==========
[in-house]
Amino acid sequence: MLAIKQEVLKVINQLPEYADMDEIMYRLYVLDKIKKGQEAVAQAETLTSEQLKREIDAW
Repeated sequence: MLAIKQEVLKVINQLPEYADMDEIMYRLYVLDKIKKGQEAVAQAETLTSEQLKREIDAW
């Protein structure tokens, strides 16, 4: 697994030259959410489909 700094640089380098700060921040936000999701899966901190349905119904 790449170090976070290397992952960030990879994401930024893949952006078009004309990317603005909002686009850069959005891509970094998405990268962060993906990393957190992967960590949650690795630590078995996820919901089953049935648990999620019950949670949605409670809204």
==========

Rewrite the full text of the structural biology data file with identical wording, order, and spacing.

[in-house]
Amino acid sequence: MLAIKQEVLKVINQLPEYADMDEIMYRLYVLDKIKKGQEAVAQAETLTSEQLKREIDAW
Repeated sequence: MLAIKQEVLKVINQLPEYADMDEIMYRLYVLDKIKKGQEAVAQAETLTSEQLKREIDAW
């Protein structure tokens, strides 16, 4: 697994030259959410489909 700094640089380098700060921040936000999701899966901190349905119904 790449170090976070290397992952960030990879994401930024893949952006078009004309990317603005909002686009850069959005891509970094998405990268962060993906990393957190992967960590949650690795630590078995996820919901089953049935648990999620019950949670949605409670809204």